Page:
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Worker’s Justice Project Gives Voice, Empowers Low-Wage Laborers

In the News

Katey St. John

[Originally Published in BK Reader]

In a city where immigrant workers face serious economic and employment issues— wage theft, safety concerns, language barriers— Brooklyn non-profit Worker’s Justice Project provides them the resources they need to unionize and make a difference in their workplace.

“WJP went from creating a safe space for workers to talk about these issues, to actually creating a space where workers can mobilize and organize,” said WJP’s co-founder and executive director Ligia Guallpa.

Although low-wage and immigrant workers encompass many industries within the city, WJP focuses on three specific workforces: construction, cleaning, and, most recently, food app delivery.

“Delivery work happened to be one of the most dangerous jobs in the city, more than dozens of workers were dying on the streets,. Workers were treated as disposable labor” Ligia Guallpa, WJP’s co-founder and executive director

“At the end of the day, what we’re trying to do is make sure we strengthen the labor movement,” Guallpa said.

At its center in South Williamsburg, WJP offers professional development and leadership workshops, OSHA training, English classes and more. The nonprofit also brings workers together to discuss issues in their workplaces, and organize protests and marches to improve conditions.

In October of 2020, app delivery workers involved with WJP organized one of the largest marches ever to demand protections and higher wages. Then again in April of 2022, these laborers organized another march, this time with over 5,000 participants.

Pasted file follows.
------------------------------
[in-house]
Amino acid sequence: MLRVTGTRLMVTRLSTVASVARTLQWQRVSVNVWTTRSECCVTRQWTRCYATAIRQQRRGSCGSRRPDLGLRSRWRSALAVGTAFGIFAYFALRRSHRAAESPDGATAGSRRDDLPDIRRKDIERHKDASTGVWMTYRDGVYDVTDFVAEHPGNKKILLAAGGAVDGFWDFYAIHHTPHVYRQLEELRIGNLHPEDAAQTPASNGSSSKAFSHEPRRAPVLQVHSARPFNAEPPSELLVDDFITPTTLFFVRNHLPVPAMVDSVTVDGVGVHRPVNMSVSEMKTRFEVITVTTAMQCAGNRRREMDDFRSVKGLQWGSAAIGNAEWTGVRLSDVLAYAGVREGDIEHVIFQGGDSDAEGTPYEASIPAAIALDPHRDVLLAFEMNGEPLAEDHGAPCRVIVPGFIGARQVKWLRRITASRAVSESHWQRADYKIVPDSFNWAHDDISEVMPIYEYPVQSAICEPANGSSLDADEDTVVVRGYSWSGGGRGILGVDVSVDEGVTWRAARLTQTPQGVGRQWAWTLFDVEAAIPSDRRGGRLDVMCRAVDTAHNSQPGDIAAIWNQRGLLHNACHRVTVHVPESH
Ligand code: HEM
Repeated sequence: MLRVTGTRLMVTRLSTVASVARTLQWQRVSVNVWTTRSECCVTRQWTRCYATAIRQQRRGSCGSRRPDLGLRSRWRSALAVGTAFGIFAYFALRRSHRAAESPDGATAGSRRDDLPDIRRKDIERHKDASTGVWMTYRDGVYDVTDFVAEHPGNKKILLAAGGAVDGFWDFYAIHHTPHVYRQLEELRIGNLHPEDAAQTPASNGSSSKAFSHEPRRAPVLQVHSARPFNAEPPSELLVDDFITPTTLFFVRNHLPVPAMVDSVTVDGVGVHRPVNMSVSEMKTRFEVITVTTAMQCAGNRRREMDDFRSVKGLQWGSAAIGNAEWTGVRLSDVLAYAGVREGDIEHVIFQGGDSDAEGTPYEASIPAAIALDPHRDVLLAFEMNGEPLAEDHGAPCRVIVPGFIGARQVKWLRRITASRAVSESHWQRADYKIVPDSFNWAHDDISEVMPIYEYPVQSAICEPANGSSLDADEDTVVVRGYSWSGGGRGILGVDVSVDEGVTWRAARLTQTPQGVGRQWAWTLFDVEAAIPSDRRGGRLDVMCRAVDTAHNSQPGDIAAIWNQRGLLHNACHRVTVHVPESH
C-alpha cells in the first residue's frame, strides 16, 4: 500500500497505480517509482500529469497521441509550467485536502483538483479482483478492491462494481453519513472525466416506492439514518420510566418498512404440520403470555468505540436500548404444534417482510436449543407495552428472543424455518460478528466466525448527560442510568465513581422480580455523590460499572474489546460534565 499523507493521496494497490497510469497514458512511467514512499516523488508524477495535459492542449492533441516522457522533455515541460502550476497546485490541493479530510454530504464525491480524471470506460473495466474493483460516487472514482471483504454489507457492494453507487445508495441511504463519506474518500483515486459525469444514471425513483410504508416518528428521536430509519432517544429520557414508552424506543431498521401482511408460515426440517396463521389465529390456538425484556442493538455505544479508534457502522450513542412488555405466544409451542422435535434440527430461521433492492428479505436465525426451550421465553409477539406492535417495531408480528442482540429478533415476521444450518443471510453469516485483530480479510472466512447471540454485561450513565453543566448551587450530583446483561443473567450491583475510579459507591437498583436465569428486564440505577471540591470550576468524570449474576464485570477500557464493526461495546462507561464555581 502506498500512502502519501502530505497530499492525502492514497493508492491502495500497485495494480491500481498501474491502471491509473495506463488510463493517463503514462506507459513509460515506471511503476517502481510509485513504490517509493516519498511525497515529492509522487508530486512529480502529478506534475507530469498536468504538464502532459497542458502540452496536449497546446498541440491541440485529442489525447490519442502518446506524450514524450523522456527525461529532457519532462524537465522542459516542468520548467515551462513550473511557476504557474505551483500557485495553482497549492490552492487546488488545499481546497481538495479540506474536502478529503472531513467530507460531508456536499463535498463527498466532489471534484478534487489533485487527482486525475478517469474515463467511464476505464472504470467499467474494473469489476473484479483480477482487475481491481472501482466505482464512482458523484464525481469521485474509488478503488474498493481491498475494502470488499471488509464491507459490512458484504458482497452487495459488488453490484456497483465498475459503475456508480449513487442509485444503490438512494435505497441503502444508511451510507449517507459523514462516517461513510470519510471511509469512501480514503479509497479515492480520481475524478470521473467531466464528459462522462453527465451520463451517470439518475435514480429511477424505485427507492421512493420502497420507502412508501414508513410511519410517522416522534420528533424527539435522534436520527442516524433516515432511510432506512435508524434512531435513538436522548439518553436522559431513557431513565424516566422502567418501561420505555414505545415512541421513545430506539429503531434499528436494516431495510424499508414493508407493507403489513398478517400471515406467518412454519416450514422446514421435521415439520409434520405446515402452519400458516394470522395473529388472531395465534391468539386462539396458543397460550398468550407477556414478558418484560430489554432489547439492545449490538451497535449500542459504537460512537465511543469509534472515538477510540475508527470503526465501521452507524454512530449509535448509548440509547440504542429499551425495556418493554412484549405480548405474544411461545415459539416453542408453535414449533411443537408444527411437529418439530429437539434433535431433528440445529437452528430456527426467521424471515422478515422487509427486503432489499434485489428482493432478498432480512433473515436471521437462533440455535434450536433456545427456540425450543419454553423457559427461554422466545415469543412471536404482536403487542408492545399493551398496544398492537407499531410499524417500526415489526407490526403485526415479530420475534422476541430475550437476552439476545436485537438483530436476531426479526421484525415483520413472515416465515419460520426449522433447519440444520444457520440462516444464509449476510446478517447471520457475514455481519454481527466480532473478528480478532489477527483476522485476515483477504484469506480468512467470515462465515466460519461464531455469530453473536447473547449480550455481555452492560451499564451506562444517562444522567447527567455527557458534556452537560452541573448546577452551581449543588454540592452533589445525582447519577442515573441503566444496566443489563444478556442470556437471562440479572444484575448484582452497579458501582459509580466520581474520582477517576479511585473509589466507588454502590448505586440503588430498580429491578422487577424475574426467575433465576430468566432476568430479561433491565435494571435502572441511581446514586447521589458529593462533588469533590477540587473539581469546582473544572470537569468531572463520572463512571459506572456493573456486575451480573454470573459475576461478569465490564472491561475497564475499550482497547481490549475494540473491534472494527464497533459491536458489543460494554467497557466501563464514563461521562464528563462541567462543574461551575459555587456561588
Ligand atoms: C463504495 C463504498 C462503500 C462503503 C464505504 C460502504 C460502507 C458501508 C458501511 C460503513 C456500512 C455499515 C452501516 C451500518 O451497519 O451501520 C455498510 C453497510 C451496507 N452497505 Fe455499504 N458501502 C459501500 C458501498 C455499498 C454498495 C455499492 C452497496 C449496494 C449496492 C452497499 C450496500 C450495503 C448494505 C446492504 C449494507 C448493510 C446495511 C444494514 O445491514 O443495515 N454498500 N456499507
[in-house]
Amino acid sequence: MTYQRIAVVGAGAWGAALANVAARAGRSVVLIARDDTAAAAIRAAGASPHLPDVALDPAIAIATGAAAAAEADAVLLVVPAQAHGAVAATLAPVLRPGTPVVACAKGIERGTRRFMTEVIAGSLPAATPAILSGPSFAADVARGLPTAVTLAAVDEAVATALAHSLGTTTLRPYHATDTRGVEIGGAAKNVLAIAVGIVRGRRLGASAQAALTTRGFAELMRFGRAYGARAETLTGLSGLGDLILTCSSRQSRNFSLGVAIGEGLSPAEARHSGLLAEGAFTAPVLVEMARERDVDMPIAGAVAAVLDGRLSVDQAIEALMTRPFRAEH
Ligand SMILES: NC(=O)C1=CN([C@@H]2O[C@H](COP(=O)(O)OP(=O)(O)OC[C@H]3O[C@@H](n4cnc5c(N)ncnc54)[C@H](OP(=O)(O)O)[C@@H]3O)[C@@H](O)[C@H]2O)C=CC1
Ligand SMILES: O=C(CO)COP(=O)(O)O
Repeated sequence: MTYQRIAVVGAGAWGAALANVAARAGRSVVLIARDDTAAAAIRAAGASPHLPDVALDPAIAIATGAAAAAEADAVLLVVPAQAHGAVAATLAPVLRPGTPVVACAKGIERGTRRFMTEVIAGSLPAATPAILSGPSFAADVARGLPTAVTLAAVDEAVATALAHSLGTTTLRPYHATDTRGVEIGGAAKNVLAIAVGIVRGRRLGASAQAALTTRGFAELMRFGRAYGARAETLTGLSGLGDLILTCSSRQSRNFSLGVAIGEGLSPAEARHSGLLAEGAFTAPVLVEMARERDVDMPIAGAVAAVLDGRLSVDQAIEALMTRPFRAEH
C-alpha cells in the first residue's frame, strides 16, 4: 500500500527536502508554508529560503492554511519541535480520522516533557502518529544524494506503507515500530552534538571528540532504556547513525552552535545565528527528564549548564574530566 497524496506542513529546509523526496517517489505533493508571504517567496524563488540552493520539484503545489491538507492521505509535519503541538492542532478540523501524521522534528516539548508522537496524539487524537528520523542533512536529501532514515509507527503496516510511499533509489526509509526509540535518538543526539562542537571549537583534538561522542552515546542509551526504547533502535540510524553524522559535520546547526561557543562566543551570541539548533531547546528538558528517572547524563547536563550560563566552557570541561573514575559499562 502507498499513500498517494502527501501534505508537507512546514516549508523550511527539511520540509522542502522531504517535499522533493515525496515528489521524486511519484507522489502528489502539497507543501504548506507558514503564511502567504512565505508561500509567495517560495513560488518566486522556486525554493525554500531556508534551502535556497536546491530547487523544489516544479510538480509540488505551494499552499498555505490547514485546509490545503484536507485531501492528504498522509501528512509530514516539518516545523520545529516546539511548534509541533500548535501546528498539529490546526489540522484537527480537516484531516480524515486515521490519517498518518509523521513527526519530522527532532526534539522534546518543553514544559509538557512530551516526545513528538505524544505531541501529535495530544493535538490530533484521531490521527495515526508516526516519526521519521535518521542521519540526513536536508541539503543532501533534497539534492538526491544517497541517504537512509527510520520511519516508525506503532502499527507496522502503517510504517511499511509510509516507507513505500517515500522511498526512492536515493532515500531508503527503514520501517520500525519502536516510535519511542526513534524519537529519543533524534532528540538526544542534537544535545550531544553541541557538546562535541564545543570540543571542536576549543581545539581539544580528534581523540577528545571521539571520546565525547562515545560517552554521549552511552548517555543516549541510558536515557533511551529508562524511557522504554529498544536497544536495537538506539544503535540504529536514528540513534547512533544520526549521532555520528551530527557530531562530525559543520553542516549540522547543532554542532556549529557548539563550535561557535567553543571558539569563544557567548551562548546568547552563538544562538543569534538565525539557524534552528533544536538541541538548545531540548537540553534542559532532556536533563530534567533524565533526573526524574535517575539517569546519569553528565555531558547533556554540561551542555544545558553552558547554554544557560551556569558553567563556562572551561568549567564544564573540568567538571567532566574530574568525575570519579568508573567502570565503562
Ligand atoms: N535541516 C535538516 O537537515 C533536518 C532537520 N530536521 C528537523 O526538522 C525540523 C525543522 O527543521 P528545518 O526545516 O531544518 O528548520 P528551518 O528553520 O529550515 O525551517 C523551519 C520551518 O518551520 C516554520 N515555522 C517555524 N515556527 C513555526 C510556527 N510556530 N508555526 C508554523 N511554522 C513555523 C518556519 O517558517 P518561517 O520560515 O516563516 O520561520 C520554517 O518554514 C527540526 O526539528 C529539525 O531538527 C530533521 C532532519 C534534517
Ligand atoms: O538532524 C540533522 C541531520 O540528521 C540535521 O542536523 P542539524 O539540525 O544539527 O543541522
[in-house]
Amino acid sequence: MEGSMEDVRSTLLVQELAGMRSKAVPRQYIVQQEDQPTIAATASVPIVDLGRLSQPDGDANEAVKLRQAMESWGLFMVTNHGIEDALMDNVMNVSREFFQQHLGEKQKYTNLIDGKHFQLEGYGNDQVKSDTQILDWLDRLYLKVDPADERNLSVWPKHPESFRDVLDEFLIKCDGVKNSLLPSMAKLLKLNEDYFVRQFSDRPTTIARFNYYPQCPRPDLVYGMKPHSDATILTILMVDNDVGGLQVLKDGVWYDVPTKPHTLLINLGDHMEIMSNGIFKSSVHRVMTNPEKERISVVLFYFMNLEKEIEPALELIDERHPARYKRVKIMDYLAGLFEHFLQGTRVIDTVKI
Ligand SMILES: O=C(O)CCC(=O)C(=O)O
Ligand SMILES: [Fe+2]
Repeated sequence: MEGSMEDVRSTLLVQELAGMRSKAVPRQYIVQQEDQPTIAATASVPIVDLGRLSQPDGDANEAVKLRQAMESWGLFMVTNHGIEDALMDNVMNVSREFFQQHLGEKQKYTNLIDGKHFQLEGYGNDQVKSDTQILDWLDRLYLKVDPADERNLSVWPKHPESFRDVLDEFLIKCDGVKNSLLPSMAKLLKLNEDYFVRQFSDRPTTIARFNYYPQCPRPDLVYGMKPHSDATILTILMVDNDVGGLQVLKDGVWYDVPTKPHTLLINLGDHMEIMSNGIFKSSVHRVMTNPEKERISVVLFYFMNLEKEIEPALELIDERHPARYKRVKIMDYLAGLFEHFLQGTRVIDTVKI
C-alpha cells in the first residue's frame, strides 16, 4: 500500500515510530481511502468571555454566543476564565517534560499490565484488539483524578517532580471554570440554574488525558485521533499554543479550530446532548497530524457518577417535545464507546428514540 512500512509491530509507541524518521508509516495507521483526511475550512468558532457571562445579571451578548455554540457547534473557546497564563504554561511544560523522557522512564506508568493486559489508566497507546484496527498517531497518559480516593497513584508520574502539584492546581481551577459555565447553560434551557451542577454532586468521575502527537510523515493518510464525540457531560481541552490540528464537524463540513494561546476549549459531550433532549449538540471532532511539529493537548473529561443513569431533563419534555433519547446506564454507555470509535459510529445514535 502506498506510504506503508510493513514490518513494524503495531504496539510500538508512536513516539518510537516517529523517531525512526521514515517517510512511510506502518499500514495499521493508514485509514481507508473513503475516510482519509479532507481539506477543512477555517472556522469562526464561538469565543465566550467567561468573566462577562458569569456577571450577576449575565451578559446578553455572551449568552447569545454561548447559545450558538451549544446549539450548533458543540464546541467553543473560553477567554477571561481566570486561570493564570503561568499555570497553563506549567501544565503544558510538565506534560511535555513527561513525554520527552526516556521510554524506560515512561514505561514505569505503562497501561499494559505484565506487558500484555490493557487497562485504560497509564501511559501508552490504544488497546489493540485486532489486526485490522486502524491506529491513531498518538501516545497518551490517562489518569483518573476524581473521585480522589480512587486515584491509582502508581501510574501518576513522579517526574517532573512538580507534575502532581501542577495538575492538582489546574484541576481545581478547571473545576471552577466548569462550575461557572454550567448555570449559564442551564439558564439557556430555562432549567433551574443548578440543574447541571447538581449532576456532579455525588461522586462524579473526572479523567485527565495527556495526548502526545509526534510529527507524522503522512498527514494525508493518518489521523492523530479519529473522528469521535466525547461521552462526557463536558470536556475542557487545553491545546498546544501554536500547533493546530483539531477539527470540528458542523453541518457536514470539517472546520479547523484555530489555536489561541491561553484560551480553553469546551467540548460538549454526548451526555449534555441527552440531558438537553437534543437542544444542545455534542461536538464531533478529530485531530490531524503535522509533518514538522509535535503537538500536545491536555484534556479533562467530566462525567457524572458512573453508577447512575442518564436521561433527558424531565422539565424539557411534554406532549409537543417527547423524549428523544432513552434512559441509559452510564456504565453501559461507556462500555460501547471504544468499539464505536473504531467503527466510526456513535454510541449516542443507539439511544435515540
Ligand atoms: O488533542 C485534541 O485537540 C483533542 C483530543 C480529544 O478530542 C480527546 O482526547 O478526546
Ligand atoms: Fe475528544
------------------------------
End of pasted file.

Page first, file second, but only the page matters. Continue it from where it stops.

“Delivery work happened to be one of the most dangerous jobs in the city, more than dozens of workers were dying on the streets,” Guallpa said. “Workers were treated as disposable labor”

From these efforts came real, systemic change. On April 1, 2024, Mayor Eric Adams announced that food delivery apps must pay their delivery workers a minimum wage of at least $19.56 per hour in New York City.

“Even though this is a historic, landmark, legislation and victory, we know that the fight is not over,” Guallpa said. “We are fighting multi billion-dollar corporations who would continue to find ways to exploit workers and keep on doing business in the city of New York without having to offer any labor protections.”

This article was made possible through the generous support of Brooklyn Org, allowing us to bring you in-depth coverage of local non-profits working to empower Brooklyn communities. This non-profit organization and others will be featured in Brooklyn Org’s Show Brooklyn Some Love PSA campaign throughout June at sites across Brooklyn.